Tag Archive for 'brazilian amazon'

The Belo Monte Dam: An Environmental Crime

Photo retrieved from: www.internationalrivers.org

“Meanwhile, three thousand kilometres north, and unbeknownst to most participants at Rio +20, the Brazilian government is carrying out an objectionable project: a series of dams in the heart of the Amazon rainforest. The Belo Monte and Madeira Dam complexes are already underway. They are part of a larger scheme known as the Integrated Regional Infrastructure for South America (IIRSA), supported by Brazil’s Accelerated Growth Programme (PAC). The Brazilian Development Bank (BNDES) has publicly committed to funding up to 80% of the project. The ultimate objective is to create a trans-Brazilian system of waterways to connect through Peru and Bolivia, to transport raw material exports to China, Japan and North America.

On the 16th of June 2012, protesters stormed the construction site of the Belo Monte Dam. They dug a channel through the earth coffer dam, chanting ‘Free the Xingu.’ They lay on the dam, their bodies spelling out the words ‘Pare Belo Monte:’ Stop Belo Monte.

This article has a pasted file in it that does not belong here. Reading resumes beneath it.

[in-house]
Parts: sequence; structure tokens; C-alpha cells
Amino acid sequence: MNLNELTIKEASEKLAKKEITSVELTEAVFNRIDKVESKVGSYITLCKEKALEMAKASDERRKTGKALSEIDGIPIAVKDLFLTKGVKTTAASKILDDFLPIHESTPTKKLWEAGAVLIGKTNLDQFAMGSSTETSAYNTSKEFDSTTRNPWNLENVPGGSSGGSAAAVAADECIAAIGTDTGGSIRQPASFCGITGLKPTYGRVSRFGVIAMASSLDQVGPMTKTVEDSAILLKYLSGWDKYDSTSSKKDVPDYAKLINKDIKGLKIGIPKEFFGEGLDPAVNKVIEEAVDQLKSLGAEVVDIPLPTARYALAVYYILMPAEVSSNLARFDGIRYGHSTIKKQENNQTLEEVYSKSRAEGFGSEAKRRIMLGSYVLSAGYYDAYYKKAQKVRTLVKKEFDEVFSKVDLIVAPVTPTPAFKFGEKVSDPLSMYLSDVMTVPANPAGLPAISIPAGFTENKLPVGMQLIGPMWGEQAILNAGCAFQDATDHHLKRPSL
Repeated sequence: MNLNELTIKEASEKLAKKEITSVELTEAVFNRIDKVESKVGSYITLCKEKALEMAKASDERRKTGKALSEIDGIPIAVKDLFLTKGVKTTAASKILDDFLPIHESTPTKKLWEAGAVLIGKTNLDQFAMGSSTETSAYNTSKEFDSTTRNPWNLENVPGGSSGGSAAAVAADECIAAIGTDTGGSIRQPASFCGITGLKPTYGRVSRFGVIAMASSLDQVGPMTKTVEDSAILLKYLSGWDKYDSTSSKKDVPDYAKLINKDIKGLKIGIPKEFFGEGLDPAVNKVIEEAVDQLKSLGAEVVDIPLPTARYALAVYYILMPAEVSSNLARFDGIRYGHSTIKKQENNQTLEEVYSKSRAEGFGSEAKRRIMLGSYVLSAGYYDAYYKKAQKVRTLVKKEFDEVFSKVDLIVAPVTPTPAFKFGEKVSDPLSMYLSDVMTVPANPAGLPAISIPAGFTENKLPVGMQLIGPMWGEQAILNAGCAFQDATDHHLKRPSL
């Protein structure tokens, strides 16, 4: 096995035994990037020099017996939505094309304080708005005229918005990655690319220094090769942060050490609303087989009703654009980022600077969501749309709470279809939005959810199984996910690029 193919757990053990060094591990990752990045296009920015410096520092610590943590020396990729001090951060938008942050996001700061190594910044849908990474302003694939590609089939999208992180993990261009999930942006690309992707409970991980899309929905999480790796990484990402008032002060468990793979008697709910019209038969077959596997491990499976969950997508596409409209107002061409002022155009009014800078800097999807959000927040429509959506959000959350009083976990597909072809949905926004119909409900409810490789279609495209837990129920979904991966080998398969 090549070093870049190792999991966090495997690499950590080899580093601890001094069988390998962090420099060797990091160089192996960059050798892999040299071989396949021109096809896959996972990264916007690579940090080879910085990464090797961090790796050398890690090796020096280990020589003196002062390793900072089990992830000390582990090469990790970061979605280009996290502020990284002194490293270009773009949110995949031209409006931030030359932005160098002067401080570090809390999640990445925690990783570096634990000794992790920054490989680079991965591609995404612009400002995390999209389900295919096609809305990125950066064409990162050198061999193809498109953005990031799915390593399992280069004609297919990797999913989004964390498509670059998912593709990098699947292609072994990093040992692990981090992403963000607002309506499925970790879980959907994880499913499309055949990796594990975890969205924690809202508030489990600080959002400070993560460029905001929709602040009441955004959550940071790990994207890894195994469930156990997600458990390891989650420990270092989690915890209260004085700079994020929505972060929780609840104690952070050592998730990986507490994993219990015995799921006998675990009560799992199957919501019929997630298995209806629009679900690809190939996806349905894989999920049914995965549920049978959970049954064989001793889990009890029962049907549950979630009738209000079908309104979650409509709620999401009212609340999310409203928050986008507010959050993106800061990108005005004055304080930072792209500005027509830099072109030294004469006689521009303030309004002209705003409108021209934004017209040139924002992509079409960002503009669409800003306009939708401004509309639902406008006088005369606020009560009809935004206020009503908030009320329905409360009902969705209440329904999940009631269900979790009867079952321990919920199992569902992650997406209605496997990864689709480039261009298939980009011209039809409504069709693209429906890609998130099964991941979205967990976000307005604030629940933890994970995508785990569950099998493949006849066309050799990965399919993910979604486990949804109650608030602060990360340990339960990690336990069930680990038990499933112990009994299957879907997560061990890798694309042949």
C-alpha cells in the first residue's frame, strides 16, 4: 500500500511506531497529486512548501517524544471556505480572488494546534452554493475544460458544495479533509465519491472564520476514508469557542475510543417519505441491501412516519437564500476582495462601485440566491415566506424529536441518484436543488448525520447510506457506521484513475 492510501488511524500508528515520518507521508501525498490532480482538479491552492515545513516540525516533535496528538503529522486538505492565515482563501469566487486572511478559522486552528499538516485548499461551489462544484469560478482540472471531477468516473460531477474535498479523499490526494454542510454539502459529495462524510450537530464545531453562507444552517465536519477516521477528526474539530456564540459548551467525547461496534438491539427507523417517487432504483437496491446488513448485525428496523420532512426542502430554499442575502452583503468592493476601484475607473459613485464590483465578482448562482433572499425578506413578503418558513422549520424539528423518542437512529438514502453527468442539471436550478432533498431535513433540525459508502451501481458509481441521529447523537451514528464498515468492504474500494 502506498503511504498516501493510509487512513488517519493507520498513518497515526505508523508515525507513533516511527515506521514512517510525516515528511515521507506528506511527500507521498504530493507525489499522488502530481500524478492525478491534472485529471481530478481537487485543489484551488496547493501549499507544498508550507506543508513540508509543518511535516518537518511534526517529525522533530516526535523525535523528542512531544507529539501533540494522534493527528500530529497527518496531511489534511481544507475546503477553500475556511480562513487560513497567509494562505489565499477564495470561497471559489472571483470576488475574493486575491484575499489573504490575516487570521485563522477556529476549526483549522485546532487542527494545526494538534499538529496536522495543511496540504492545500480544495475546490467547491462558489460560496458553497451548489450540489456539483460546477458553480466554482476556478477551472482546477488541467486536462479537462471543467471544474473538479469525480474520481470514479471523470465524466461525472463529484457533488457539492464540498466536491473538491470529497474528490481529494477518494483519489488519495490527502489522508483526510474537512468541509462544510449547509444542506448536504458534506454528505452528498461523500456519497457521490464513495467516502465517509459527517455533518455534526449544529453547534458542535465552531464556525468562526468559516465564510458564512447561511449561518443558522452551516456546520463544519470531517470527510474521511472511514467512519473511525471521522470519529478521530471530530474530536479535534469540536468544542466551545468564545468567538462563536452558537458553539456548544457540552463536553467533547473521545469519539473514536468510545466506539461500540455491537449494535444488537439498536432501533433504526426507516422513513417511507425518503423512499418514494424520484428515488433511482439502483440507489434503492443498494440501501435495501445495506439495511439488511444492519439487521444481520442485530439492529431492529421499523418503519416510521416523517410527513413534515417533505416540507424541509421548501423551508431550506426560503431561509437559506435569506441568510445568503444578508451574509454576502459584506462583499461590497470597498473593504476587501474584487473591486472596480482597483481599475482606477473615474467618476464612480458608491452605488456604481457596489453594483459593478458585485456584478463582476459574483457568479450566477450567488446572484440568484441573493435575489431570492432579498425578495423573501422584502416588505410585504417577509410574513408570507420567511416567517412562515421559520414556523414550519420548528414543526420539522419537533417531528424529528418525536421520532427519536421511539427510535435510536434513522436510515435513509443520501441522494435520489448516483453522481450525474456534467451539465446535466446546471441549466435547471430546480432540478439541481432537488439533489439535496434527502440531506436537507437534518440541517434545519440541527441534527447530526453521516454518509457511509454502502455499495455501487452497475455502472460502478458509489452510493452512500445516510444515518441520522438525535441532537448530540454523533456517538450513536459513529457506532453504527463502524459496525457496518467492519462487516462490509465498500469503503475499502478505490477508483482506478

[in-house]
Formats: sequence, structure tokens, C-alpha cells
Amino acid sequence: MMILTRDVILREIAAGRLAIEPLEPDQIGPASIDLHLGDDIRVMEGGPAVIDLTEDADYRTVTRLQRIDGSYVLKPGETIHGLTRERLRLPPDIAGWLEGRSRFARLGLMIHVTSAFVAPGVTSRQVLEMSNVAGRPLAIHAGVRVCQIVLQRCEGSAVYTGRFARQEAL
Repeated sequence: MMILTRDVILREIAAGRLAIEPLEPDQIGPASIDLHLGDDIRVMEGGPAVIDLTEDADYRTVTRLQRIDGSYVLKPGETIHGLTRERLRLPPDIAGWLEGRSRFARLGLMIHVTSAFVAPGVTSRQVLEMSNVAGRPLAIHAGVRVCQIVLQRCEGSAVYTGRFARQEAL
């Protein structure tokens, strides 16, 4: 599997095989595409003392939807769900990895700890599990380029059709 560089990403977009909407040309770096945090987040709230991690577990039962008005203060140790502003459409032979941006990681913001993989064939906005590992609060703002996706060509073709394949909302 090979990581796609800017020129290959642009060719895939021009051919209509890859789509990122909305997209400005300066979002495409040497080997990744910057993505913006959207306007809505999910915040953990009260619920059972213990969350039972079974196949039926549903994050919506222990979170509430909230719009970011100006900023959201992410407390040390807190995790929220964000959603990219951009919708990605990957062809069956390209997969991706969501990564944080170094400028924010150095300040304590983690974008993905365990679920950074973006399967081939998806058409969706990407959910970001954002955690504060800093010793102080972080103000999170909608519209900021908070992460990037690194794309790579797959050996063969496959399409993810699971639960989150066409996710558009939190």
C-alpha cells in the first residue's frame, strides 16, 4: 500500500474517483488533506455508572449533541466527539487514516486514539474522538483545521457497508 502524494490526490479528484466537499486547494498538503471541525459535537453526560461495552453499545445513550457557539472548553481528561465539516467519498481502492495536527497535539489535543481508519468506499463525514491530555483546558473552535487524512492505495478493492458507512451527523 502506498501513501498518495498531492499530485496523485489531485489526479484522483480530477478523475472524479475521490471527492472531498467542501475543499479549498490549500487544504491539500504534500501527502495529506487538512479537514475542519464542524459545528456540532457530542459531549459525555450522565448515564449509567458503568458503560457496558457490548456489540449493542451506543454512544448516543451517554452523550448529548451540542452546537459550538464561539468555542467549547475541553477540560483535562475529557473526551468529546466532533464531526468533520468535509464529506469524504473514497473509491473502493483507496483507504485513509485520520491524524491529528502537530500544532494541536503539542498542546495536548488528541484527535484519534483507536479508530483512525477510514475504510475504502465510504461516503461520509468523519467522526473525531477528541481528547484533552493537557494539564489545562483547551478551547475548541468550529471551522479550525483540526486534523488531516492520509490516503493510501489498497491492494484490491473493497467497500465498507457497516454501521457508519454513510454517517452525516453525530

These dams are already impacting the livelihoods of local communities, threatening the cultural identities of indigenous tribes and devastating the environment.

The Madeira Dam complex should serve as a warning of what we can expect from Belo Monte, and the other dams. The Madeira complex will consist of four dams: the Santo Antonio and Jirau which are already under construction, the Cachuela Esperanza Dam on the Beni River near Riberalta, Bolivia which is nearly ready for construction and the Guajará-Mirim Dam on the Madeira River upstream from Abunã, which is in the planning stages. Very little is being admitted publicly about these last two dams.”

Read more: International Rivers